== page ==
St. Nicholas
Asthall (6)

The Village of Asthall was a Roman settlement on the military road between Cirencester and Bicester where the road crossed the river Windrush and was mentioned in the Domesday Book of 1086 as having two mills which showed its relatively large size and importance. ” Esthale” was held for the King by Roger D’Ivery and from 1443 until the end of the 19th Century, Eton College was the patron of the living.

Nigel Harrison
Ringing: 1st Sunday 5:15 p.m.

There is still a pub in the village ” The Maytime ” run by May and Tim who have been welcoming their guests for 20 years or so and the Manor was the one time home of the Mitford Sisters of 1930’s fame and notoriety – the last remaining sister, the Dowager Duchess of Devonshire having given  one of the new bells in memory of her brother and sisters who are all buried in Swinbrook churchyard.

The church is of great architectural interest and beauty, retaining portions from each notable building period and dates from the early 1100s. It  is classified as a grade 2* monument. In the North Chapel there is an effigy of Lady Joan Cornwall, wife of Edward Cornwall, grandson of King John. The Tower was later added in C15th and a ring of three Medieval Bells cast at Wokingham hung early in the century. We think one of the bells was recast in 1859 by John Taylor of Loughborough after  fire damage which destoyed the rood loft and re-hung when the church was “Victorianised” in 1884 with pine pews and encaustic floor tiles. Much of the medieval glass was also sacrificed to add to the memorials of local families. The old clock was taken out of the tower 20 years ago and placed on display in the nave after being restored. It is of great horological significance having been built by a local blacksmith in the 1670’s and served the church for 250 years. It had neither hands or dial but chimed the hours on the tenor bell and had to be wound every day by climbing the 70 stairs to the clock chamber The organ was built by Walker in 1848 and is a rare example ( a Sopwith Camel of the organ world !) – restored by Boggis of Diss, Norfolk in 1973 and re-sited to its present position so that the incumbent vicar at that time could  play both the organ and conduct the service ! Badly needs re-siting now that the ringing floor and ringers are visible to the congregation behind a glass screen but it would be an expensive task.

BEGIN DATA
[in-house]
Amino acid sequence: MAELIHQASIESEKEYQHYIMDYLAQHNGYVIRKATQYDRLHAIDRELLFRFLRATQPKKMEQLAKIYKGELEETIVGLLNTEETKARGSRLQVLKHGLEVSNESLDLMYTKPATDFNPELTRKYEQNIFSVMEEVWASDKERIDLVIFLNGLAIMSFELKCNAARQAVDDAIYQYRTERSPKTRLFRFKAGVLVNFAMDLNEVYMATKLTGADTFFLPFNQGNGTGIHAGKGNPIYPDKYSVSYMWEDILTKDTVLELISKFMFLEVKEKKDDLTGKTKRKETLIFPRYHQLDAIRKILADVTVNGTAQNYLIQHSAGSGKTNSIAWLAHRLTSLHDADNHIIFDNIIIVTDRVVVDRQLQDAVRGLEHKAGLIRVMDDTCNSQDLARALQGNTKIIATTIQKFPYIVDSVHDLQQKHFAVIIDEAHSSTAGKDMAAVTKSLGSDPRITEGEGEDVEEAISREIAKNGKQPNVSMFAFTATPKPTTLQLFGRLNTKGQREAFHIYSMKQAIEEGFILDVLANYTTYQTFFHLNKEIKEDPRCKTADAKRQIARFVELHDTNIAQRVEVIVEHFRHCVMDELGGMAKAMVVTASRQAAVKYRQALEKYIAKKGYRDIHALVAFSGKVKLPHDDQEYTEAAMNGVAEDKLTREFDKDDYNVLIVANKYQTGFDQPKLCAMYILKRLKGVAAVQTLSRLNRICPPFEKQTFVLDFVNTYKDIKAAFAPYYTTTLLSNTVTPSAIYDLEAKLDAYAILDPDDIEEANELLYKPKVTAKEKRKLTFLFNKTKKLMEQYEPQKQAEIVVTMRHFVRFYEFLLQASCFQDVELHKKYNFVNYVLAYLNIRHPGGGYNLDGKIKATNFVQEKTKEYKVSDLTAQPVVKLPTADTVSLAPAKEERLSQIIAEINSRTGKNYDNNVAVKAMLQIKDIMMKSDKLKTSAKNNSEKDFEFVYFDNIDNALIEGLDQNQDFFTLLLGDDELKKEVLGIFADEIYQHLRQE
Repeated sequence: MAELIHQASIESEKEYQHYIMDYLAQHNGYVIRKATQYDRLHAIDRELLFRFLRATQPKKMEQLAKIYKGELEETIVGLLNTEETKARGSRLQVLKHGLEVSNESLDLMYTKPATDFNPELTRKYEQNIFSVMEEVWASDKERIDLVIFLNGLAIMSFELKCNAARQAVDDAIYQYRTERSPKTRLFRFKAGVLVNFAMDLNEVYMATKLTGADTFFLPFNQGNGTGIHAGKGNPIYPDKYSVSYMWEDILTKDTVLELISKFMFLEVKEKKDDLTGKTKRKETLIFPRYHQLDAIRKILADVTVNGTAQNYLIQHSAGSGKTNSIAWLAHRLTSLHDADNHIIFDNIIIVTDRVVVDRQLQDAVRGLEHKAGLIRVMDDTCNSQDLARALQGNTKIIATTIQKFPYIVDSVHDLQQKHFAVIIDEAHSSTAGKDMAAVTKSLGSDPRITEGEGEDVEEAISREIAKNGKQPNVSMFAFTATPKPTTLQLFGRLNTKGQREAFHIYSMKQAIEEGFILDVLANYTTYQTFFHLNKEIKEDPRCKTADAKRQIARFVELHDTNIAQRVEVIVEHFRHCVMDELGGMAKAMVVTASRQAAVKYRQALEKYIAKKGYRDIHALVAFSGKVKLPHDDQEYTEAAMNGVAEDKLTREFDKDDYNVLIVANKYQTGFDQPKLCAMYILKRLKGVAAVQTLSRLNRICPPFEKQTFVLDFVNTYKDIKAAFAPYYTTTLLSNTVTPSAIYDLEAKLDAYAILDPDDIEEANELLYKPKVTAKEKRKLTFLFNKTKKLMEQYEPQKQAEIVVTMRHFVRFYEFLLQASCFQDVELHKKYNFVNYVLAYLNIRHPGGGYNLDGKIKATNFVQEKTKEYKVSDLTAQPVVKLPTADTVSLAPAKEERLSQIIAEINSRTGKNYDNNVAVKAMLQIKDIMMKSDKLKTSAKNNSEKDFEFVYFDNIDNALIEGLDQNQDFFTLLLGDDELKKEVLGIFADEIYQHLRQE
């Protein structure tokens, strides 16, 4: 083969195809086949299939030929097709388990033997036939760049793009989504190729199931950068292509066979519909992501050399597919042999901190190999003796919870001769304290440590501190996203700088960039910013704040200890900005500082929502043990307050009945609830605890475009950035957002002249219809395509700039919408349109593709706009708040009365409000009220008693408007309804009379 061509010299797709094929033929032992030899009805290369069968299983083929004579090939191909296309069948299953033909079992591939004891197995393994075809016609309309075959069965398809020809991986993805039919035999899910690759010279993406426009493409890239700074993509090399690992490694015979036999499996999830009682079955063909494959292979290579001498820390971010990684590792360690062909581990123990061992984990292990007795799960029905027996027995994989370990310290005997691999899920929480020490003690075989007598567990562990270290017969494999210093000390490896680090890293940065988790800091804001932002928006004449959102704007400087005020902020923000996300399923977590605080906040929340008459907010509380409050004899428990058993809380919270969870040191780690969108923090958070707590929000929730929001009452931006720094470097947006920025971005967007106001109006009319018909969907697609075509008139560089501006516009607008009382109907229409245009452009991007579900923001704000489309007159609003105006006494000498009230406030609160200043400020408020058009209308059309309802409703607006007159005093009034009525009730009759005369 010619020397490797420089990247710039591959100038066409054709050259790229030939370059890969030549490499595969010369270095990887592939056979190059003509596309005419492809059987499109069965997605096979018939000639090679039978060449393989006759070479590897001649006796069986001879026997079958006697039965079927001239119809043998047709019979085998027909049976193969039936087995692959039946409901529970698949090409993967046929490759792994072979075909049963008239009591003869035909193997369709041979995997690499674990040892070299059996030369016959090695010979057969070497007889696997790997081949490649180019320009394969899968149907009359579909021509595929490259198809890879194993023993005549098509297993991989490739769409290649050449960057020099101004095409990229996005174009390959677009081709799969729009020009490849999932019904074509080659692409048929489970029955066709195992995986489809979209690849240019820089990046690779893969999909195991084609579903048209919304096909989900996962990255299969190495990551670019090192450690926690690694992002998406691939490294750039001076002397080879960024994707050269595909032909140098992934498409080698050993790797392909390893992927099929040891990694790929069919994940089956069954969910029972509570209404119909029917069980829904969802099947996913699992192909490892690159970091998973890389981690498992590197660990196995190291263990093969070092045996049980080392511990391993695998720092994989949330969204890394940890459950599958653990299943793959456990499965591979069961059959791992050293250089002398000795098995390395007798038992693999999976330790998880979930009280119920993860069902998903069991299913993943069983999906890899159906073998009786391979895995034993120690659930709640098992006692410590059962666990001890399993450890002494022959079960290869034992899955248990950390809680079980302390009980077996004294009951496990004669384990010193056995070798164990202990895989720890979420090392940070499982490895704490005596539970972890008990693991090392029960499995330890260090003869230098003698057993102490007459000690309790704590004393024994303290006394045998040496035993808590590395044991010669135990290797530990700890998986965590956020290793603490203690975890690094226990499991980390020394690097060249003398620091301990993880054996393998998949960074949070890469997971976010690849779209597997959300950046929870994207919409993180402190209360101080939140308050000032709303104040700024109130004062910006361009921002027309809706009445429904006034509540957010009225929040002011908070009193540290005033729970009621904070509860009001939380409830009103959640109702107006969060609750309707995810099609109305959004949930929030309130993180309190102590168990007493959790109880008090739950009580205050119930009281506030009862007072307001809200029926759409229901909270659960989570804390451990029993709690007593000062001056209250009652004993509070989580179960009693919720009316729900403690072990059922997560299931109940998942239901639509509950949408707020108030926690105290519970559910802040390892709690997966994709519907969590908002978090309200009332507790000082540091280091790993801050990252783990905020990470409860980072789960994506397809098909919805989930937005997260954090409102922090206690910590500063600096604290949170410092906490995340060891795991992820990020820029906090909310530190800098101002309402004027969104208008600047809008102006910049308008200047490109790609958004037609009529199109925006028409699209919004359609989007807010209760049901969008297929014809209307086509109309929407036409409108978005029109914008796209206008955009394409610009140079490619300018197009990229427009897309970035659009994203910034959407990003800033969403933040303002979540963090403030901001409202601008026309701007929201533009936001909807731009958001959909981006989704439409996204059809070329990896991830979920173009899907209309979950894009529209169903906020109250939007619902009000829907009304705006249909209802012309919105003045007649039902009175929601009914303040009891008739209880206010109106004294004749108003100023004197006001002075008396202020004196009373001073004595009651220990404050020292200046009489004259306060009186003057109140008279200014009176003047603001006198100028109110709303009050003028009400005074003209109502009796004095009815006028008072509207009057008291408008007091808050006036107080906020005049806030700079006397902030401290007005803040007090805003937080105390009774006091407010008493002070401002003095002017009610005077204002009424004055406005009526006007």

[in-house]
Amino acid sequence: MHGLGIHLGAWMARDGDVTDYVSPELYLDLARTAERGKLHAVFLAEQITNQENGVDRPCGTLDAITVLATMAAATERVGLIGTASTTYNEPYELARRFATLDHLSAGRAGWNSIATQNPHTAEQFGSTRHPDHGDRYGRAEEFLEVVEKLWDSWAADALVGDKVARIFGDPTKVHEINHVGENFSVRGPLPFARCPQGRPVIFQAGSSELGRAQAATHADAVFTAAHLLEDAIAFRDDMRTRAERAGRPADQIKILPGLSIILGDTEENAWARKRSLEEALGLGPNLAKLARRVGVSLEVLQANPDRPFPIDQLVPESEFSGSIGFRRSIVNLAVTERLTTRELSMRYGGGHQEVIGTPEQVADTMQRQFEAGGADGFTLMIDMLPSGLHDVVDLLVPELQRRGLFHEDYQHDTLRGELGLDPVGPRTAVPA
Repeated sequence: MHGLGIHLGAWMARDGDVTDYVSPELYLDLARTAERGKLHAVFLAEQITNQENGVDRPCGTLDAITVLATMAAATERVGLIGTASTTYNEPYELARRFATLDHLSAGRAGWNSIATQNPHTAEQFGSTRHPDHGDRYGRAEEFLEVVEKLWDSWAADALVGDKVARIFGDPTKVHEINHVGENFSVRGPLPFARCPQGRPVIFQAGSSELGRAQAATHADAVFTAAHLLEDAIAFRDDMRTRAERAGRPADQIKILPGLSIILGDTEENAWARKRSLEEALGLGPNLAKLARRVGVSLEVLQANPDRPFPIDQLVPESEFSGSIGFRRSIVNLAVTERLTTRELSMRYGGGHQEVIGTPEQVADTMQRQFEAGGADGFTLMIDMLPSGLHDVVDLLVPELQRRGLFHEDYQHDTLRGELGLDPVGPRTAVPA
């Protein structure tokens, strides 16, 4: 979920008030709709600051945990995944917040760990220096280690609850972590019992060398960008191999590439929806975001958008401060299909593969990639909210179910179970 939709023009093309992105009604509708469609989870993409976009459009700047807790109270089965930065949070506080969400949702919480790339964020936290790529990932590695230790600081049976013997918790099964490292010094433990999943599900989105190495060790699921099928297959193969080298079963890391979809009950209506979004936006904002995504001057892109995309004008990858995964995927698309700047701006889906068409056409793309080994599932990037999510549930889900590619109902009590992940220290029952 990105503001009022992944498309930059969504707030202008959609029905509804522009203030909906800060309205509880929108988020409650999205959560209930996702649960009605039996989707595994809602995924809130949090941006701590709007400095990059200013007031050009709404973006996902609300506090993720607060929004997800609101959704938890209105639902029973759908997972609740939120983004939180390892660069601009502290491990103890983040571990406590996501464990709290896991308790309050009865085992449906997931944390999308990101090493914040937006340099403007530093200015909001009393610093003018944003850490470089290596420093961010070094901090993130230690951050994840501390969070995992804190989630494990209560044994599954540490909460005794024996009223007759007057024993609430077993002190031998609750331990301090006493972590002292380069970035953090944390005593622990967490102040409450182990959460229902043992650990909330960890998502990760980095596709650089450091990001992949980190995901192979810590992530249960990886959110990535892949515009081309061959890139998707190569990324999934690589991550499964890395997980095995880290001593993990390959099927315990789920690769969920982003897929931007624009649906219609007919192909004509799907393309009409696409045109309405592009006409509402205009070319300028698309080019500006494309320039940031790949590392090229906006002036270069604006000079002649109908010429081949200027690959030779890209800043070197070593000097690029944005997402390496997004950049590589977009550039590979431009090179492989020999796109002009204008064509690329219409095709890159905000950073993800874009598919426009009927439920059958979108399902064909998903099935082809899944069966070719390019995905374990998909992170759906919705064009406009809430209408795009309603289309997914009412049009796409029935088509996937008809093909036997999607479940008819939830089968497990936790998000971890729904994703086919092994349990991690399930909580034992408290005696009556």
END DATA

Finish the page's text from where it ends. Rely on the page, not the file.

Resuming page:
The ringing floor is built above the vestry with an access via a steep oak staircase in the vestry and through a trapdoor into the ringing chamber. There is not much room for extra ringers.

This is ring of six light bells installed in January 2006 and dedicated by the Bishop of Dorchester in March 2006.


Tenor 6-0-10 C15th Wokingham Foundry A 5th 4-1-0 C15th Wokingham Foundry B 4th 3-2-20 1859 John Taylor, Loughborough C# 3rd 3-3-12 2005 Whitchapel Bellfoundry D 2nd  3-0-21 2005 Whitechapel Bellfoundry E Treble 2-3-21 2005 Whitechapel Bellfoundry F# Sanctus c 1/2 cwt 1640 James Keene - Woodstock F